This quiet and companionable breed with unique folded ears is very loyal and gets along well with children.
Due to a rare genetic mutation, the ears of this breed fold forward to fit like a cap over the skull, producing a unique round-headed look. The first Fold cat to be discovered was an all-white, long-haired female, known as Susie, that was born on a Scottish farm in the 1960s.
At first, this cat and the folded-ear kittens she produced attracted only local interest, but then geneticists began taking notice and some of Susie’s descendants were sent to the US. Here, the breed was established, using crosses between Folds and British and American Shorthairs.
During the development of the Scottish Fold, a long-coated version also emerged. These cats need careful breeding to prevent certain skeletal problems linked with the gene responsible for ear folding, and due to this risk they do not meet with the approval of all breed authorities.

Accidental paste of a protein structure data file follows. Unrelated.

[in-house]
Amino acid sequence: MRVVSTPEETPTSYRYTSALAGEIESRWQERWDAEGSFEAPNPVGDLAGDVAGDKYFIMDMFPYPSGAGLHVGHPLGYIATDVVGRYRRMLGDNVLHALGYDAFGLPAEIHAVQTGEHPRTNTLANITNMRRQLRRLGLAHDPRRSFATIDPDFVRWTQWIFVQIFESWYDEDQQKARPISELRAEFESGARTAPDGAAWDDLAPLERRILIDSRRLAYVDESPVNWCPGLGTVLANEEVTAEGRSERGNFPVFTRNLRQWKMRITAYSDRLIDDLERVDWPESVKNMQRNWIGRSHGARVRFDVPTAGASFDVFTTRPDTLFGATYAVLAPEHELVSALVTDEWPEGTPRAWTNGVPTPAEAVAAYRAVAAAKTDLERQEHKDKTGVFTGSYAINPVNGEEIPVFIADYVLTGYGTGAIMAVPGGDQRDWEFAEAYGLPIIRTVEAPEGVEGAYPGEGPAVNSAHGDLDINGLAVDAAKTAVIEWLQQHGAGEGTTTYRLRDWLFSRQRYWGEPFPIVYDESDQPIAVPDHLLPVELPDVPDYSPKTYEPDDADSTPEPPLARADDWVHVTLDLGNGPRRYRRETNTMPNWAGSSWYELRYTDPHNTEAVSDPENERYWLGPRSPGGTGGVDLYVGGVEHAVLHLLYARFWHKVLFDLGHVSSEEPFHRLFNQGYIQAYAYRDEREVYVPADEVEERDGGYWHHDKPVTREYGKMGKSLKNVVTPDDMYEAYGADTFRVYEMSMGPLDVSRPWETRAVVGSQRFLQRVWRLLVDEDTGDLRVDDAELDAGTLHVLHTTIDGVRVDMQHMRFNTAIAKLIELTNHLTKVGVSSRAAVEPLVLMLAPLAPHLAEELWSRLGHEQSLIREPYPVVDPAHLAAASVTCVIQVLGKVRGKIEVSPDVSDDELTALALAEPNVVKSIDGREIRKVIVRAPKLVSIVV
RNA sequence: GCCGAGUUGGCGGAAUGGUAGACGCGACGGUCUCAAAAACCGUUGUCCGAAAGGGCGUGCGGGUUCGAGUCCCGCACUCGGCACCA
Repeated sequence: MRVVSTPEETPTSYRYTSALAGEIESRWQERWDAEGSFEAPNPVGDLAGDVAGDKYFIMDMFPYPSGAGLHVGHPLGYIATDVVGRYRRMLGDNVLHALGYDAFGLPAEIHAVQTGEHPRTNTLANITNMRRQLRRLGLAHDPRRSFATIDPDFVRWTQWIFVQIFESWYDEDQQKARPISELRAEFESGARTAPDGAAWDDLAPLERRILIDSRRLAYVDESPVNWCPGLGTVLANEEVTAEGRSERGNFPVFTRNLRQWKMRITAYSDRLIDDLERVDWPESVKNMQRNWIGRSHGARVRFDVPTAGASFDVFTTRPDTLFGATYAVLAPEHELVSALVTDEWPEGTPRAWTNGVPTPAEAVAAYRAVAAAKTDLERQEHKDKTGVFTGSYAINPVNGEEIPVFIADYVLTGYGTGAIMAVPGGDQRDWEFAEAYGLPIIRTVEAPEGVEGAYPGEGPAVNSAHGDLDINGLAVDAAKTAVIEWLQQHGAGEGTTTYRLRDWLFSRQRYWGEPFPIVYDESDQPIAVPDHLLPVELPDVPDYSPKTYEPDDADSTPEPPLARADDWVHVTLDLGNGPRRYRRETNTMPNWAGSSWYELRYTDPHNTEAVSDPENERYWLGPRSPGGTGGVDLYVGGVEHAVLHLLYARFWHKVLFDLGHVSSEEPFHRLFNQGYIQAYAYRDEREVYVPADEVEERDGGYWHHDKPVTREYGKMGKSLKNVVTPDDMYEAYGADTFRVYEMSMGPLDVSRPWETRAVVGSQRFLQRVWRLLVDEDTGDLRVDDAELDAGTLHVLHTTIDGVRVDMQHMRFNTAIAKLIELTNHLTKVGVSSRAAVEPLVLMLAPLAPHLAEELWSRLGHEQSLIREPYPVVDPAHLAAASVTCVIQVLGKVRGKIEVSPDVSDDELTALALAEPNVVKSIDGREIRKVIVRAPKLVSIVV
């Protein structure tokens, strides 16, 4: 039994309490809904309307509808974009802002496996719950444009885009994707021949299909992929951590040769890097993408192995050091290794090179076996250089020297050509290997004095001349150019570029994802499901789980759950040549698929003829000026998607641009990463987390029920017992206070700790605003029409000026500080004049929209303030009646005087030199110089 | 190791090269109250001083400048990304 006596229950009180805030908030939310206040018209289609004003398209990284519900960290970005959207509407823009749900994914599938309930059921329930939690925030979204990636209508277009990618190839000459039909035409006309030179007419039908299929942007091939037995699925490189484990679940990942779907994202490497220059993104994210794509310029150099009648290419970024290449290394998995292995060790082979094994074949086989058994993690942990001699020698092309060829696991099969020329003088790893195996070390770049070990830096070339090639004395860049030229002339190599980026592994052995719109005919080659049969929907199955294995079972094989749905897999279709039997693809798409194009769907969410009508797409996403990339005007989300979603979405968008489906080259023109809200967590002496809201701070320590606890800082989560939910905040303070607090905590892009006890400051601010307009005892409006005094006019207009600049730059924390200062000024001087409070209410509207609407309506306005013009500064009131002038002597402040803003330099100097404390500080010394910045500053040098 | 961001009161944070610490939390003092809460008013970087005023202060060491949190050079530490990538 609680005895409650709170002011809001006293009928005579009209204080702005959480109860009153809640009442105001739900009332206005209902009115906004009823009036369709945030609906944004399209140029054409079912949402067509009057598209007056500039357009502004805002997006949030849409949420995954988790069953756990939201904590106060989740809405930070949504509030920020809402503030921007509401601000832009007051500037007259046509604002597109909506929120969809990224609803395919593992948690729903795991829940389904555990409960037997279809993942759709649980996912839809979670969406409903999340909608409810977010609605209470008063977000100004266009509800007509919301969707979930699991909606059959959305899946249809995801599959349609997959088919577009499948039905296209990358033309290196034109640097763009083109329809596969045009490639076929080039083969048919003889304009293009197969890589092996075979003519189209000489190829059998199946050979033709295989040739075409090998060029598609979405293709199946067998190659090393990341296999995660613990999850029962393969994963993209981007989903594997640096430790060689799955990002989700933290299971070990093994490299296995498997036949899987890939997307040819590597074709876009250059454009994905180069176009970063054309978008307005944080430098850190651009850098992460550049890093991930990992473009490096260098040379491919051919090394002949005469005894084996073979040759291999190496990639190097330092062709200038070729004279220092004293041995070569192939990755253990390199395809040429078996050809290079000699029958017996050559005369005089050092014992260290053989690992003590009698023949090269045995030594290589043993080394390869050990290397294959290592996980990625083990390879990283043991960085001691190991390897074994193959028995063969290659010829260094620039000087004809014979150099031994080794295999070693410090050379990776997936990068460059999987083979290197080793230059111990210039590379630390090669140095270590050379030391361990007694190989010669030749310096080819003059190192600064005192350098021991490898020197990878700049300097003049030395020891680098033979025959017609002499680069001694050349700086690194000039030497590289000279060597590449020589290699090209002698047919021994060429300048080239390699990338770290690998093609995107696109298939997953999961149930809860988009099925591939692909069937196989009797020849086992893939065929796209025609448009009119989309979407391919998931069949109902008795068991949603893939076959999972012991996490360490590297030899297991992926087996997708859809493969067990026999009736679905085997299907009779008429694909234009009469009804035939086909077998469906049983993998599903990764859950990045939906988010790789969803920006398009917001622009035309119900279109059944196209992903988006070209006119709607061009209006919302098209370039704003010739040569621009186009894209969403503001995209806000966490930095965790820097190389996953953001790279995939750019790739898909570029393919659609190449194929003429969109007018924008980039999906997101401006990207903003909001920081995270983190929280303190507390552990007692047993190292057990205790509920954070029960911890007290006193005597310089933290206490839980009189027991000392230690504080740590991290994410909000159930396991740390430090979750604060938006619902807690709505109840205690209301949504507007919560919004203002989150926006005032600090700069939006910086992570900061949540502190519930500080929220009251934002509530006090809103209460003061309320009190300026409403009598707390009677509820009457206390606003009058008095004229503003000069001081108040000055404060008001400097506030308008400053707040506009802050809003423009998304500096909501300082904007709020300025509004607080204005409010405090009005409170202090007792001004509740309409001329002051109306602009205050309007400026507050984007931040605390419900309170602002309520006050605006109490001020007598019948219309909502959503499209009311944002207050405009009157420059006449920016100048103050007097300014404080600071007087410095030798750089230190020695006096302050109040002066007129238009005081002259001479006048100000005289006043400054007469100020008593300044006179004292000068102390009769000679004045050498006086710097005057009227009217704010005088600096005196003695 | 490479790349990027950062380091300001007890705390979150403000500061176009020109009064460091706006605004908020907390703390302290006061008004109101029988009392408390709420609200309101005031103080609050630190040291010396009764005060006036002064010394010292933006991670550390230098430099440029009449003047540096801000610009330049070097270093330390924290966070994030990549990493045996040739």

Scottish Folds are always born with straight ears that, in kittens carrying the folded-ear gene, begin to flatten forward within about three weeks. Cats that remain straight-eared are known as Scottish Straights. The Scottish Fold is still something of a rarity, more likely to be seen at shows than as a housecat.
The breed is known, however, for its loyal nature, and Scottish Folds that do become pets adjust easily to any type of family, making quiet and affectionate companions.
American writer Peter Gethers boosted the popularity of this breed with a biographical trilogy about his adventures with his Scottish Fold cat Norton, published in 2009 and 2010. Presented with a kitten as a gift, Gethers became an instant cat fanatic.
Norton traveled the world with his owner, accompanying Gethers on longhaul flights and sitting beside him in restaurants. When the cat died, at the age of 16, he had become well-known enough to merit an obituary in the New York Times.
Origin: UK/US, 1960s
Breed registries: CFA, TICA
Weight range: 6–13lb (2.5–6kg)
Colors and patterns: Most colors, shades, and patterns, including pointed, tabby, and tortie.